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Jenifer Lewis

Jenifer Lewis, a star of film (currently starring in Black-ish on ABC, and has appeared in Sister Act I and IIWhat’s Love Got to Do With ItJackie’s Back!), TV (Fresh Prince of Bel-AirIn Living ColorFriends), and stage ( Motormouth Maybelle in Broadway’s Hairsprayand as Yvette in George Wolfe’s star-studded Mother Courage, helmed by Meryl Streep), describes the role of Dolly as a “lifelong ambition,” one to which she brought her own original interpretation. Her professional relationship with director David Armstrong goes back to New York in the ‘80s, when he directed her in a series of influential cabarets. These shows, including Jenifer Lewis on the Couch and Jenifer Lewis in the Cosmos, helped her create her comically outrageous Diva persona, and culminated in her hit show at the Public Theatre, The Diva is Dismissed. Lewis says that while her “diva experience” was useful for approaching the role of Dolly, it lacked one crucial attribute: warmth. “Dolly’s a star who has been humbled,” she explains. “That’s what makes her so appealing, and so wise. She’s wise, warm, and wonderful. You want Dolly on your team.”

In June 2010, Lewis’ distinctive voice was in fine form as she told The Jazz Joy and Roy syndicated radio show, “I just did a production of ‘Hello Dolly’ at the 5th Avenue Theatre in Seattle and it had to be one of the greatest productions that I have ever done, because I got to just do a character, Dolly Levi, and it was just great.”

Broadway, film and television star Jenifer Lewis was a safe bet to don the formidable shoes of Carol Channing, Pearl Bailey, Ethel Merman and many others as Dolly Gallagher Levi, and that bet paid off in the David Armstrong directed and choreographed Hello, Dolly!. But casting Pat Cashman, a veteran radio and TV personality with little or no stage experiences as skinflint Horace Vandergelder? Or Suzanne Bouchard, one of Seattle’s primo purveyors of sophisticated women’s roles from Shakespeare to Coward in the open-hearted and vocally challenging soprano role of Irene Molloy? That was the gamble. Well, the payoff was on 5th Avenue stage in a satisfying Dolly! with some captivating choreography that did the memory of the show’s original director/choreographer Gower Champion proud without slavishly mimicking his work. (Source: Risky Casting Pays off in 5th Avenue’s Hello, Dolly!)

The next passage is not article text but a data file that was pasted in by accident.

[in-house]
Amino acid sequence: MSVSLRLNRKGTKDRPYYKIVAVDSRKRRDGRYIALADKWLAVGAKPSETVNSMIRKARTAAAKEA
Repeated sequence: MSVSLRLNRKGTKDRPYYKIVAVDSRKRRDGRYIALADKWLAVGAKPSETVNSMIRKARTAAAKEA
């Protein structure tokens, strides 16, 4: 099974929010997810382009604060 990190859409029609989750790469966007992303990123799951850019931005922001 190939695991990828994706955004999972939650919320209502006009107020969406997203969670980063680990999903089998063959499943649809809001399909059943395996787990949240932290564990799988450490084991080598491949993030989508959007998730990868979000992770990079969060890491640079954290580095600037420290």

Dolly (Jenifer Lewis) shows she knows how to make an entrance, flanked by the sharpest waiters in town in the 5th Avenue’s current production of Hello, Dolly! Photo: Chris Bennion

Seattlest became familiar with this tale as portrayed by Barbra Streisand in the 1969 film version, so it was a treat to see it on the stage starring the inimitable, undeniable Jenifer Lewis. The 5th’s entire production has been well-cast, with many players who frequently appear on the 5th Avenue stage. The songs are still as purposeful and catchy as ever, and the choreography as athletic. There’s a reason plays like Hello Dolly survive decades and cultural shifts. In this case, it’s mainly because the theme of finding true love—more specifically of love not being all accessible and rosy and easy and perfect all the time—are timeless.(Source: Hello Dolly Proves Timely Still Review)